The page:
Mitch Pronschinske is the Lead Research Analyst at DZone. Researching and compiling content for DZone's research guides is his primary job. He likes to make his own ringtones, watches cartoons/anime, enjoys card and board games, and plays the accordion. Mitch is a DZone Zone Leader and has posted 2576 posts at DZone. You can read more from them at their website. View Full User Profile

Java 8 Lambda syntax (closures) is decided. It's similar to C# and Scala

  • submit to reddit
Looks like Brian Goetz and the JDK just made a major syntax decision for closures (lambdas) in Java 8: 
This just in: the EG has (mostly) made a decision on syntax.

After considering a number of alternatives, we decided to essentially 
adopt the C# syntax.  We may still deliberate further on the fine points 
(e.g., thin arrow vs fat arrow, special nilary form, etc), and have not 
yet come to a decision on method reference syntax.

The C# syntax is:

   lambda = ArgList Arrow Body
   ArgList = Identifier
             | "(" Identifier [ "," Identifier ]* ")"
             | "(" Type Identifier [ "," Type Identifier ]* ")"
   Body = Expression
             | "{" [ Statement ";" ]+ "}"

Here are some examples of lambda expressions using this syntax:

   x => x + 1
   (x) => x + 1
   (int x) => x + 1
   (int x, int y) => x + y
   (x, y) => x + y
   (x, y) => { System.out.printf("%d + %d = %d%n", x, y, x+y); }
   () => { System.out.println("I am a Runnable"); }

The decision to choose this syntax was twofold:
  - The syntax scores "pretty well" on most subjective measures (though 
has cases where it looks bad, just like all the others do).  In 
particular, it does well with "small" lambdas that are used as method 
arguments (a common case), and also does well with large 
(multi-statement) lambdas.

  - Despite extensive searching, there was no clear winner among the 
alternatives (each form had some good aspects and some really not very 
good aspects, and there was no form that was clearly better than the 
others).  So, we felt that it was better to choose something that has 
already been shown to work well in the two languages that are most like 
Java -- C# and Scala -- rather than to invent something new.

A compiler implementation should be available soon.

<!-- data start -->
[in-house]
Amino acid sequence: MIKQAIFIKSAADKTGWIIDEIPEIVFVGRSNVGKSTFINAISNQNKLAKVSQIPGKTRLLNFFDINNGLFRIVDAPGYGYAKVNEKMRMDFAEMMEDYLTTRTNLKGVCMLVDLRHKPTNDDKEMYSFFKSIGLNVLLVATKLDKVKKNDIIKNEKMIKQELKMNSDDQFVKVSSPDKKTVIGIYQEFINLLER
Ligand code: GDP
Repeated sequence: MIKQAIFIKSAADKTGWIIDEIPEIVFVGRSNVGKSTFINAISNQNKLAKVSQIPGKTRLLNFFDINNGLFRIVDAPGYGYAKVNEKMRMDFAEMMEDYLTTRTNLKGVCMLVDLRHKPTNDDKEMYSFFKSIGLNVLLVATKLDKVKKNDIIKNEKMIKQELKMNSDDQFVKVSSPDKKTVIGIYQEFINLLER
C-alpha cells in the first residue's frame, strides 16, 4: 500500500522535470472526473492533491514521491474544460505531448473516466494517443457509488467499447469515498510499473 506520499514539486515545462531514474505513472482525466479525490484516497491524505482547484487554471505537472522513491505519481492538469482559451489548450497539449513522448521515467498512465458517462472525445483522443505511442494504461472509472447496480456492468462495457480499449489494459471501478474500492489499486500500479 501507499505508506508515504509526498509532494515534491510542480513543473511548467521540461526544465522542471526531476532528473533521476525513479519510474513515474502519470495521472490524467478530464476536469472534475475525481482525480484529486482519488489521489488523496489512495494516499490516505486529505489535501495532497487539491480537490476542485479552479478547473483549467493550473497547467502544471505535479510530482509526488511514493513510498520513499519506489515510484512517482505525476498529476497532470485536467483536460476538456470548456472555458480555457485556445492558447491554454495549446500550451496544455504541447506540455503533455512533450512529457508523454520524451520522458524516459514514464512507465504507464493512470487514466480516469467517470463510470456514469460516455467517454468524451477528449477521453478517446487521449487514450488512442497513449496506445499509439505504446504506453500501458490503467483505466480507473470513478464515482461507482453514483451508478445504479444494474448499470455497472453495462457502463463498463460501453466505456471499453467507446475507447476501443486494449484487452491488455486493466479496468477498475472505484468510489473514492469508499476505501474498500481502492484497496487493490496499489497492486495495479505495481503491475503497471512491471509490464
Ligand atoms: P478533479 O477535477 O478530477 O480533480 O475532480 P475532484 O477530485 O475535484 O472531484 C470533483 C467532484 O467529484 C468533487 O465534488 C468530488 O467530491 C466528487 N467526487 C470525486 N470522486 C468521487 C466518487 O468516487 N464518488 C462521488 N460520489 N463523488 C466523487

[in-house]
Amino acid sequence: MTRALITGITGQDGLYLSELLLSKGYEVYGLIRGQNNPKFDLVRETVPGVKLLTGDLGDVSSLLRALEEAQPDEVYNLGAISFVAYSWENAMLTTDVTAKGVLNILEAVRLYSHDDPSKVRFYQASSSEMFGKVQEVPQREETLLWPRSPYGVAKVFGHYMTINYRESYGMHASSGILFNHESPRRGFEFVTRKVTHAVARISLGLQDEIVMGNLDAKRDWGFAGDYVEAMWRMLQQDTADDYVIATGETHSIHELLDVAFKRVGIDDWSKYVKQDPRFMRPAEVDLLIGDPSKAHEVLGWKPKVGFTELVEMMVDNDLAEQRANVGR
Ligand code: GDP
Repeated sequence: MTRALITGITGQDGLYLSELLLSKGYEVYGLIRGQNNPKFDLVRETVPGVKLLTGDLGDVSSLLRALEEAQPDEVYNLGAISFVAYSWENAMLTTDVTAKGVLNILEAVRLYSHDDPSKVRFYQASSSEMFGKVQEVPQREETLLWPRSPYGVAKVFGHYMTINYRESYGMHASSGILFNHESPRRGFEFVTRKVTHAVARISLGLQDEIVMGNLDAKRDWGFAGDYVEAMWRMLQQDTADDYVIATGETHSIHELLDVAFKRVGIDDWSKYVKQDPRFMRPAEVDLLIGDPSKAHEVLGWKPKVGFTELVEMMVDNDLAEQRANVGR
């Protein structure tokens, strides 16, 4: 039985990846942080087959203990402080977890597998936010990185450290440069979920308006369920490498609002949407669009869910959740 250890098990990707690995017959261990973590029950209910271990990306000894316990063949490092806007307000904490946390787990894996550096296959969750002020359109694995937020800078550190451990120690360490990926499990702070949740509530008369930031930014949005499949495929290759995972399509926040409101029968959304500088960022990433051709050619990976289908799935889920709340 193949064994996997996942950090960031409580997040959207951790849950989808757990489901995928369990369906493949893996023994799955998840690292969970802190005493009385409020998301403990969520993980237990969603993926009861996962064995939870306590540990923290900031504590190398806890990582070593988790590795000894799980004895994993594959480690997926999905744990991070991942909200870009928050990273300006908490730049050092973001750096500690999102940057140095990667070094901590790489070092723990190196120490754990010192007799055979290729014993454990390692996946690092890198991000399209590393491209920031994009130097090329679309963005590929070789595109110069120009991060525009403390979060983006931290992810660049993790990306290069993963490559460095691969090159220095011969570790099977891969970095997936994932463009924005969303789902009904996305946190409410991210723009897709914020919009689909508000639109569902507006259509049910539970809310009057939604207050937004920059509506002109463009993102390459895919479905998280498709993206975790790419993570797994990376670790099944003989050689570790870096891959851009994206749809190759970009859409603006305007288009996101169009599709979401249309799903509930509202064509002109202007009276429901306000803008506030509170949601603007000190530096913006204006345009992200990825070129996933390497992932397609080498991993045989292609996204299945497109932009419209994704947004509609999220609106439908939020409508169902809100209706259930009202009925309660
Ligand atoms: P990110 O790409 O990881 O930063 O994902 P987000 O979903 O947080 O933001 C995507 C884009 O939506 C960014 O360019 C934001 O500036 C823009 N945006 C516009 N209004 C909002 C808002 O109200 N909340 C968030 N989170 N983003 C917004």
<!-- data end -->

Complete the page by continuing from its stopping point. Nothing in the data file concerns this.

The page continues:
Thanks for the find Ray Hulha!



Gregor Kovač replied on Mon, 2011/09/12 - 8:59am

Old news

Jonathan Fisher replied on Mon, 2011/09/12 - 9:50am


Sorry guys, Lambda expressions are an over-hyped language feature. There are so many other issues that need to be fixed with the Standard Java API. I'd love to see this dropped in favor of making things like "DateFormatException" a RuntimeException.

Mason Mann replied on Mon, 2011/09/12 - 2:52pm in response to: Jonathan Fisher

That's immensely idiotic, Fisher. Go educate yourself as a garbage guy.

Jacek Furmankiewicz replied on Mon, 2011/09/12 - 3:51pm

I want to see how this works with the collections API. To have a map()/reduce() with lambdas on all Java collections is long overdue. This will be a great addition to the language. Will probably take a lot of wind out other JVM languges, if done properly.

Artur Biesiadowski replied on Tue, 2011/09/13 - 5:11am


 You can get a taste of upcoming interfaces at

There are no defender methods for the actual collections, but we can probably imagine most of them given the interfaces above

filter with Predicate

map with Mapper

foreach with Block

fold with Reducer

Raw ThinkTank replied on Tue, 2011/09/13 - 7:33am

its always better to build upon the shoulders of the previous giants.

Raw ThinkTank replied on Tue, 2011/09/13 - 7:46am in response to: Jonathan Fisher

Dear lawrence FISHberg,


Evolution  morpheus, evolution, think about a time in future when your lambda bytecode will be send accross wire to another machine and it ececutes there, fastforward a bit more and you get multiple virtual machines each one on pre core, now think what if you could execute your array of lambdas on different VMs executing on different cores asynchronously,


evolution takes time, not everyone is at right place and right time.

John David replied on Thu, 2012/01/26 - 3:13am

Java has always something exciting to make it my first choice.

Really happy to hear the new features in Java 8.

I always prefer Java on other programming languages.

Java Eclipse

Sadas Dsada replied on Sat, 2012/09/29 - 3:47pm

Here is a closure implementation for Java 5, 6, and 7

It contains all one could ask for... I think it is freaking awesome!

Gym Prathap replied on Sat, 2013/05/04 - 7:56am

Lambda expression allows the compiler to infer the type of the variable based on the context

Best Java Training in Chennai 

Comment viewing options

Select your preferred way to display the comments and click "Save settings" to activate your changes.